This scene continues from the previous scene with the entrance of Castruccio, Silvio, Roderigo, and Grisolan, four courtiers to Duke Ferdinand, the Duchess’s brother. Delio notes that the hall is filling up with people, and Antonio replies that Duke Ferdinand is arriving. When he enters, Ferdinand asks who won the ring (a common game around court), and Silvio responds that it was Antonio. Ferdinand recognizes Antonio as being the Duchess’s steward, and instructs Silvio to give Antonio a jewel.
Here, the power dynamic in Amalfi and in Italy in general is established. Ferdinand is a Duke—an upper class ruler. The other men who enter to begin the scene are all courtiers under him. By giving out a prize to the winner of the ring, Ferdinand asserts his class and his wealth. Here we also learn officially what Antonio’s social role is: he is the steward to the Duchess.
Ferdinand and his courtiers then begin discussing the merits and pitfalls of a leader going to war in person. Castruccio notes that it is fitting for a soldier to move up to become a prince, but not for a prince descend to be a soldier; better, he says, to lead in war through a deputy. Castruccio also notes that when a ruler is a soldier, the realm never has long-lasting peace. Ferdinand says he heard that Castruccio’s wife could endure fighting, and Castruccio reminds the Duke of a joke his wife made, which punned on a wounded soldier’s bandages resembling tents. Conversation is steered back to the best qualities of horses, and to Antonio and his horsemanship. The Cardinal and Duchess then enter.
Though not extremely pertinent to the plot, as there is no war, the debate about the dangers of leaders going to war can be seen as political commentary suggesting that soldier rulers rarely bring about extended periods of peacetime. Castruccio illustrates the duties of nobility and the workings of class mobility: a soldier has the potential to rise in class, but it’s expected that those in the upper class will not descend or debase themselves. We can note that discussion of horsemanship here might hint at sexuality.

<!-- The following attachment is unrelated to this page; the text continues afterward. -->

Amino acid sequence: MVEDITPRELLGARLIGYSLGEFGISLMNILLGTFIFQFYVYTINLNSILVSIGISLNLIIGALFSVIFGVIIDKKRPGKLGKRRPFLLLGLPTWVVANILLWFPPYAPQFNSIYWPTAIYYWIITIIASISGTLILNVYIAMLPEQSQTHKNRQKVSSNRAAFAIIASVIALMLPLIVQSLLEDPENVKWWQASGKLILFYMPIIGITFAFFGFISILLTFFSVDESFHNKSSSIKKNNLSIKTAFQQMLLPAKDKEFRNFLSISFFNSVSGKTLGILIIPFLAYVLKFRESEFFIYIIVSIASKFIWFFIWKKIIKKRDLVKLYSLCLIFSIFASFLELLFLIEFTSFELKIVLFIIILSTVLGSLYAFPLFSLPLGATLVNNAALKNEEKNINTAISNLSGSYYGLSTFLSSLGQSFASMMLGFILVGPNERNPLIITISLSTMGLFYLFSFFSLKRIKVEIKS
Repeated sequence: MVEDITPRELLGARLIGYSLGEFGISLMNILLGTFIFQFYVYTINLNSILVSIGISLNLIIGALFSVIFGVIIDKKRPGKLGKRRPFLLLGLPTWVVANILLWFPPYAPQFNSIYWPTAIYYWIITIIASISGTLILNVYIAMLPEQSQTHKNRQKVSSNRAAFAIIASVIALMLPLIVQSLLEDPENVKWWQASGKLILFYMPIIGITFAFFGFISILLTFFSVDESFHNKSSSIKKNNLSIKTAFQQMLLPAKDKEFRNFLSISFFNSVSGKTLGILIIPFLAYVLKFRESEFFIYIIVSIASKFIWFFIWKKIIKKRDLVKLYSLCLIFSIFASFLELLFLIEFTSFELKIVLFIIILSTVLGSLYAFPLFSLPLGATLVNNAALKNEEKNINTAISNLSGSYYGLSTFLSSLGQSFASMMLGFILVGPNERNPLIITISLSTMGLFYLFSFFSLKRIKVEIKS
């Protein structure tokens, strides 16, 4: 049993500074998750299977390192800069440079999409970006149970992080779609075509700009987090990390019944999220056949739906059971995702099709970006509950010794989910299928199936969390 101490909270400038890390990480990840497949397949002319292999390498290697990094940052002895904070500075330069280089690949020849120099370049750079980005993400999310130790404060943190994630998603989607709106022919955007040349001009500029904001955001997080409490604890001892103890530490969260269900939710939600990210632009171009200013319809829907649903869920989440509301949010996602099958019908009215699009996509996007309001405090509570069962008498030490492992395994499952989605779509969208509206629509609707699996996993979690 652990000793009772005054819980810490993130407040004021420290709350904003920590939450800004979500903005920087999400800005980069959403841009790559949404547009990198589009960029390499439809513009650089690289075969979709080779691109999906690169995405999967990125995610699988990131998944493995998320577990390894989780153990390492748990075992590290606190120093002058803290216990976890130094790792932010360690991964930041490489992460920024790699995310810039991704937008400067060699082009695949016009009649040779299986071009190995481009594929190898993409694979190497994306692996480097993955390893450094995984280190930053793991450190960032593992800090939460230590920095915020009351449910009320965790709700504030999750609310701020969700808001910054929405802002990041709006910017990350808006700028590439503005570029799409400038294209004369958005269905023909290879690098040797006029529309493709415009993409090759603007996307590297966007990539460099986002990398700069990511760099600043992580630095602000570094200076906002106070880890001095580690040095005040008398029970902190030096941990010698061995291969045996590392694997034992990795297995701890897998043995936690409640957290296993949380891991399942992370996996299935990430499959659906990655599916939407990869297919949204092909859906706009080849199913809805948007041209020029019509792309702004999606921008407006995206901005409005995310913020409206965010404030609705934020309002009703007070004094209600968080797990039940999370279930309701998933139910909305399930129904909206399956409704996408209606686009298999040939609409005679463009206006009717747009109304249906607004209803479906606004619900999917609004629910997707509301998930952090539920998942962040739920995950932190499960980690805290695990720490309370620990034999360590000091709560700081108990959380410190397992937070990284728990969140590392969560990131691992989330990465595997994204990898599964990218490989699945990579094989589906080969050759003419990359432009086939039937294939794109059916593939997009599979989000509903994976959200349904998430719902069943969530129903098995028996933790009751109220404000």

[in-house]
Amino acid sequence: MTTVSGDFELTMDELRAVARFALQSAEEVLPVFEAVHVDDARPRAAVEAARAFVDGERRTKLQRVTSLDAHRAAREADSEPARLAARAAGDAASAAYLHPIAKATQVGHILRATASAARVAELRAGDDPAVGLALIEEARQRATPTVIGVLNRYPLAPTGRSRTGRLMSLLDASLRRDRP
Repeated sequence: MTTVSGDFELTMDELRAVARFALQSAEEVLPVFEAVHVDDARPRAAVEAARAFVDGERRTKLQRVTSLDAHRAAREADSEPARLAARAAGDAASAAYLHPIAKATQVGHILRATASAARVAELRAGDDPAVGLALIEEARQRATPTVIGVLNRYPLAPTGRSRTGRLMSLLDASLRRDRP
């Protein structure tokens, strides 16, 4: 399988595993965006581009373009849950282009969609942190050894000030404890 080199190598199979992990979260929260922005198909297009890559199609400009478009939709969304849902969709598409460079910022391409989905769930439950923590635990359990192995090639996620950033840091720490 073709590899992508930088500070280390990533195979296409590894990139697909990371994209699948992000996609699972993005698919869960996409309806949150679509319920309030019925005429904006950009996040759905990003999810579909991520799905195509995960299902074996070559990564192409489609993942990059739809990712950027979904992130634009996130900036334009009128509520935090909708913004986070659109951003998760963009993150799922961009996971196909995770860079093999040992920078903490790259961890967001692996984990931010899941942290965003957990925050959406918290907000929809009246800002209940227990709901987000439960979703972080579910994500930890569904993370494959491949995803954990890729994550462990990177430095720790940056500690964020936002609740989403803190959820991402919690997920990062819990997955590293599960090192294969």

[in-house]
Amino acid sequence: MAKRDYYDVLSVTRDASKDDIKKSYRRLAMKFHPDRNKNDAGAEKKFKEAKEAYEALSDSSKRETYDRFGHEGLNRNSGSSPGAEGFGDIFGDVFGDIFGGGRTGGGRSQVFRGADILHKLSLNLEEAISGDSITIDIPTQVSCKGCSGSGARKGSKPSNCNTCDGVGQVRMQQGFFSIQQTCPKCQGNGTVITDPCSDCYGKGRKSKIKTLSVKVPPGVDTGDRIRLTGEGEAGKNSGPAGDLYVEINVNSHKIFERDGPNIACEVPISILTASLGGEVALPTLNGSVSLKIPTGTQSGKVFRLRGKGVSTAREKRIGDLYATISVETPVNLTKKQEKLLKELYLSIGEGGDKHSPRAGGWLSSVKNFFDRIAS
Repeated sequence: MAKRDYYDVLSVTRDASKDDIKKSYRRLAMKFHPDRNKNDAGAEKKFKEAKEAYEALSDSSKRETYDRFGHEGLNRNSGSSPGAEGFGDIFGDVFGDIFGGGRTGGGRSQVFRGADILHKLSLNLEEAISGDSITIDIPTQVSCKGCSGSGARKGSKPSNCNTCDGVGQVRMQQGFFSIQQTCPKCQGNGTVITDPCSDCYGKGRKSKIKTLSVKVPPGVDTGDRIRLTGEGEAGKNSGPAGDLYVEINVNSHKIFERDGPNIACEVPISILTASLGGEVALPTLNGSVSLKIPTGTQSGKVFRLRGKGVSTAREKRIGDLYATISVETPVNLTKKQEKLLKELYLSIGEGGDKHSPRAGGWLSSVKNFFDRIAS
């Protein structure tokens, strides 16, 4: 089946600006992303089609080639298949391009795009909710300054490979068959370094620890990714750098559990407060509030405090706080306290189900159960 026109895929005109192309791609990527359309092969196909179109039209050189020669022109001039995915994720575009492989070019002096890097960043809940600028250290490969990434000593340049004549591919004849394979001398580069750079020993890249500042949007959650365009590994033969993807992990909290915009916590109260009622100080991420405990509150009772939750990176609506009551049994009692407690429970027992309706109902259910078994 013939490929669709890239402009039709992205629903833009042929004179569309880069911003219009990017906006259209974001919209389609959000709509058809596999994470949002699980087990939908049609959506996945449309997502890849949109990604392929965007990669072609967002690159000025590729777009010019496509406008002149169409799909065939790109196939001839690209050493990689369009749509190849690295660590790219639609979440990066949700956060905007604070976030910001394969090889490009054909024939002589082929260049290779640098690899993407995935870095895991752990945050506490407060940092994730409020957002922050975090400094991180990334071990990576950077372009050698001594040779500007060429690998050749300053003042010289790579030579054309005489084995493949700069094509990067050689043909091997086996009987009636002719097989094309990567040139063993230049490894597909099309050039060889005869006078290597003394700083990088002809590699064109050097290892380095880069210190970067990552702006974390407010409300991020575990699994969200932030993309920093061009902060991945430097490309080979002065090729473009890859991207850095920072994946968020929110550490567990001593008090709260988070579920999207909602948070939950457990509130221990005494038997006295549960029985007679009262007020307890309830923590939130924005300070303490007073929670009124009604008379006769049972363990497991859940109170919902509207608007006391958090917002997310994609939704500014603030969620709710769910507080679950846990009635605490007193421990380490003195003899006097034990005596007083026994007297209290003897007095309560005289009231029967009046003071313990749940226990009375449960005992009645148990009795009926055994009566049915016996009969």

Once the Cardinal and Duchess enter, Antonio steps aside and begins quietly telling Delio about the character of the royal family. The Cardinal, he says, though he seems brave and courtly, is in reality a jealous, plotting, and “melancholy churchman” who surrounds himself with flatterers and spies. He might have been Pope if he hadn’t tried to bribe his way into the office. Duke Ferdinand, Antonio continues, is just like his brother: he appears humorous and kind on the outside, but in reality he uses entrapment and spies and he judges people based on gossip. Delio describes the Duke as a spider using the law both as his protection and as his weapon against enemies.
Both the Cardinal and Ferdinand take care to preserve their outward appearances and hide their corruption, but both men are evil. Here Antonio explicitly finishes the comparison with the idealized French court, revealing the brothers’ true character: they are spying, gosspiy power abusers. The corruption is so severe that Ferdinand seems to manipulate the law itself for his own benefit. Early on the brothers are established as dangerous figures.
The Duchess, on the other hand, he describes as noble and completely opposite from her siblings. Antonio says that her words are so full of rapture that when she stops speaking it makes one wish she didn’t think it was vain to talk for a long time. She has sweet looks, a sweet countenance, and she is extremely virtuous. Delio says that Antonio is complimenting her too much, but Antonio responds that she is so worthy that she darkens the past and lights the future. As Antonio finishes his praise, Cariola, the Duchess’s hand-maiden, then tells Antonio that he needs to attend to the Duchess in a half an hour, and Antonio and Delio leave.
Much like he contrasts the Italian court with the French court, Antonio praises the Duchess by stressing how opposite she is from her siblings. Her character is outlined as brilliant, virtuous, sweet, and modest, and Antonio’s praises are so strong that they might foreshadow his marriage to her. Just as this romance is (possibly) hinted at, however, Cariola reminds Antonio (and the audience) that Antonio is on the Duchess’s staff and is of a lower class.